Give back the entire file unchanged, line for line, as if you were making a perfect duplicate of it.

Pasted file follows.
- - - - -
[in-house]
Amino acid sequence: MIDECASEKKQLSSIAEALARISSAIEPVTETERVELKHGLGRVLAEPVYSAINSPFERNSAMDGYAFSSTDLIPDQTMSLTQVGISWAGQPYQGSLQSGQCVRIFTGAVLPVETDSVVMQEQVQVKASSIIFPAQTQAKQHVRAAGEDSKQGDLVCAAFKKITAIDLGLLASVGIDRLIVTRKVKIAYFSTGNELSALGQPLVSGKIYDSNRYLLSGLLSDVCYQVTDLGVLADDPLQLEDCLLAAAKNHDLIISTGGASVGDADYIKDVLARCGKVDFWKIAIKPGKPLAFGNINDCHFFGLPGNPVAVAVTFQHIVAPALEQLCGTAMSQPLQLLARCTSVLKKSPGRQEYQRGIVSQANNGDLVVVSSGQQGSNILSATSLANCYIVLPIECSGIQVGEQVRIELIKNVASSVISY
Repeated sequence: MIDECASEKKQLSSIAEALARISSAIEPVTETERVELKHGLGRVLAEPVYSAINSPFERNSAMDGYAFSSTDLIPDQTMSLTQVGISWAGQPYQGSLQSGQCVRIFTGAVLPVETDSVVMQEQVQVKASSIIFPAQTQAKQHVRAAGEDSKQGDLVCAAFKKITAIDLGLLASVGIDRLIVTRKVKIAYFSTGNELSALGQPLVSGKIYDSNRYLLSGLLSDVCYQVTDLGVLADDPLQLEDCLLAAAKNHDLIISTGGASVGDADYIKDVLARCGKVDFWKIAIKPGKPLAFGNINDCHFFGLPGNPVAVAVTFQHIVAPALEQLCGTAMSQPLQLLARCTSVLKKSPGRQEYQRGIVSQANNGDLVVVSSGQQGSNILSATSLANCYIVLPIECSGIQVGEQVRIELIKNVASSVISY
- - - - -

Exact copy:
[in-house]
Amino acid sequence: MIDECASEKKQLSSIAEALARISSAIEPVTETERVELKHGLGRVLAEPVYSAINSPFERNSAMDGYAFSSTDLIPDQTMSLTQVGISWAGQPYQGSLQSGQCVRIFTGAVLPVETDSVVMQEQVQVKASSIIFPAQTQAKQHVRAAGEDSKQGDLVCAAFKKITAIDLGLLASVGIDRLIVTRKVKIAYFSTGNELSALGQPLVSGKIYDSNRYLLSGLLSDVCYQVTDLGVLADDPLQLEDCLLAAAKNHDLIISTGGASVGDADYIKDVLARCGKVDFWKIAIKPGKPLAFGNINDCHFFGLPGNPVAVAVTFQHIVAPALEQLCGTAMSQPLQLLARCTSVLKKSPGRQEYQRGIVSQANNGDLVVVSSGQQGSNILSATSLANCYIVLPIECSGIQVGEQVRIELIKNVASSVISY
Repeated sequence: MIDECASEKKQLSSIAEALARISSAIEPVTETERVELKHGLGRVLAEPVYSAINSPFERNSAMDGYAFSSTDLIPDQTMSLTQVGISWAGQPYQGSLQSGQCVRIFTGAVLPVETDSVVMQEQVQVKASSIIFPAQTQAKQHVRAAGEDSKQGDLVCAAFKKITAIDLGLLASVGIDRLIVTRKVKIAYFSTGNELSALGQPLVSGKIYDSNRYLLSGLLSDVCYQVTDLGVLADDPLQLEDCLLAAAKNHDLIISTGGASVGDADYIKDVLARCGKVDFWKIAIKPGKPLAFGNINDCHFFGLPGNPVAVAVTFQHIVAPALEQLCGTAMSQPLQLLARCTSVLKKSPGRQEYQRGIVSQANNGDLVVVSSGQQGSNILSATSLANCYIVLPIECSGIQVGEQVRIELIKNVASSVISY